Phone support and chat support tell you how confident the company is with its ability to cover customer issues.
Features are a double edged sword. They should make the platform more useful but then they need to be maintained and evolved, adding cost to the business.
That cost is then passed on to the consumer so, in theory, you get what you pay for. At least in the breadth of its capabilities. But platforms do things differently. Where one is strong, another may be weak so work out what’s important for you and look at that in more detail.
I’ve mentioned most of these already but here are some of the features I tend to look for (many of these are:
Algorithmic repricer: Not many have this but it can grow your Amazon sales will simultaneously growing your margin. Works better than Amazon’s own.
Automated eBay disputes:
8. User Interface
Chances are you’ll be using the platform a lot so it needs to be pleasant to use. A platform that requires 3 clicks where one will do will really begin to get on your nerves after while.
Slow loading pages, files that take too long to process. It all leads to a miserable experience. Think about that when you’re assessing the usability.
Don’t forget about your devices. Even if you need to do the majority of your work on a laptop, a lot of people like to monitor the numbers on their phones so make sure your chosen platform is mobile compatible.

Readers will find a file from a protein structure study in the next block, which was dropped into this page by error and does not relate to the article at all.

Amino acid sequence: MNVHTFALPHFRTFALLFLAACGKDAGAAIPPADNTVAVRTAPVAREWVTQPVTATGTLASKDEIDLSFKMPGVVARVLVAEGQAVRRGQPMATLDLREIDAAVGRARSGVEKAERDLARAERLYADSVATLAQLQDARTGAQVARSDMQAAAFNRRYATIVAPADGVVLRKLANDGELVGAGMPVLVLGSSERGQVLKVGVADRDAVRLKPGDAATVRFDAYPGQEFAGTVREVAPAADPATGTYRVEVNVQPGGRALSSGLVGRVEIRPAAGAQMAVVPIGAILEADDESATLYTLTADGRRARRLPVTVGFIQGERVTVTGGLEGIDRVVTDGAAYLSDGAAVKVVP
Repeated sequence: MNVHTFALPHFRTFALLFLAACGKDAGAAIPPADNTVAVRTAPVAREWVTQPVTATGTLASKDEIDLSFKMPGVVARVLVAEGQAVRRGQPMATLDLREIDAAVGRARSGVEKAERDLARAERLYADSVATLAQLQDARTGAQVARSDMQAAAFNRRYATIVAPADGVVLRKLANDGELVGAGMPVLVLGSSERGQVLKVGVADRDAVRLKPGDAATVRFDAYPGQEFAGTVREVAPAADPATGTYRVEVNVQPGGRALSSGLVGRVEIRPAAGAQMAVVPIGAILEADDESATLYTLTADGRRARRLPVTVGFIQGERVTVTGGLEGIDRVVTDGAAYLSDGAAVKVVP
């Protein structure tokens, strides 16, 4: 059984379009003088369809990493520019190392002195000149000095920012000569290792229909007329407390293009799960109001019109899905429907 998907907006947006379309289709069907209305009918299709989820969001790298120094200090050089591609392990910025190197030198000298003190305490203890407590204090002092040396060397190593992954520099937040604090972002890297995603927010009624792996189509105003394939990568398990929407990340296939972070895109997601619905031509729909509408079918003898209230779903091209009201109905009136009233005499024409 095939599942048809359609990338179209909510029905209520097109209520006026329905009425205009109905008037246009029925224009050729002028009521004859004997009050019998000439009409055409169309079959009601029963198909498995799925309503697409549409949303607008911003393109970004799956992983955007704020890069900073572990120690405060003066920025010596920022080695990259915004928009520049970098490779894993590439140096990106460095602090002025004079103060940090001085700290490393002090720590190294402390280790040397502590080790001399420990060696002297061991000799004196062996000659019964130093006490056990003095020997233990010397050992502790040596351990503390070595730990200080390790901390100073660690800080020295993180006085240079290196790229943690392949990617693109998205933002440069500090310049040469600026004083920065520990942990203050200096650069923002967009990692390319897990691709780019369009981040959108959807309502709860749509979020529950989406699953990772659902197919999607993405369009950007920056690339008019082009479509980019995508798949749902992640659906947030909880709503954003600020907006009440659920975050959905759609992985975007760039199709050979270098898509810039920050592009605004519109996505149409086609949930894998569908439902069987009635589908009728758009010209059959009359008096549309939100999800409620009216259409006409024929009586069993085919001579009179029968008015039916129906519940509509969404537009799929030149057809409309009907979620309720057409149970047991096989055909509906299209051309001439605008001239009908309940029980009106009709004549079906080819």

It’s one of the main criteria but I left it to the end on purpose because, it’s not about the cost, it’s about the value.
As mentioned before, not all systems are equal so consider the platform in the round before dismissing a platform based on cost. That said, don’t assume that, just because it’s expensive, that it’s any good.
If a platform doesn’t publish a rate card, it means their fees will vary based on the customer requirements and size. This also means that the fees will be negotiable so my advice is don’t accept the first offer.
On the whole, platforms charge on a revenue share basis – charging a percentage of GMV (the total value of items sold). A variation of this is where a platform charges based on the number of transactions rather than revenue but it’s much of a muchness.
There’s an increasing trend, in the more popular platforms at least, to demand fees up front. Getting paid in the way means they can invest sooner and grow faster but, because they still want to charge based on the activity of the client, this means they need a way to calculate the GMV before it has actually happened.
They do this by asking the customer to estimate their expected revenue. Whatever they commit to is charged at a base rate with any overage charged at a higher rate. The more you commit to, the lower the percentage.
Please read the contract. If I had a penny for every time I encountered a seller who didn’t read the terms and then got irate because the platform provider wasn’t offering a service that they never agreed to etc.
Long contracts tend to be a red flag. As mentioned before, you can’t know how good it is until you use it in anger. You want to avoid a situation where you realise the platform has a serious deficiency but you have a year and a half left to run.
Insert a break clause after say 6 months if you can. This should give you sufficient time to know whether it’s right for you. Conversely, if you know it well you might consider asking for a longer contract at a reduced rate.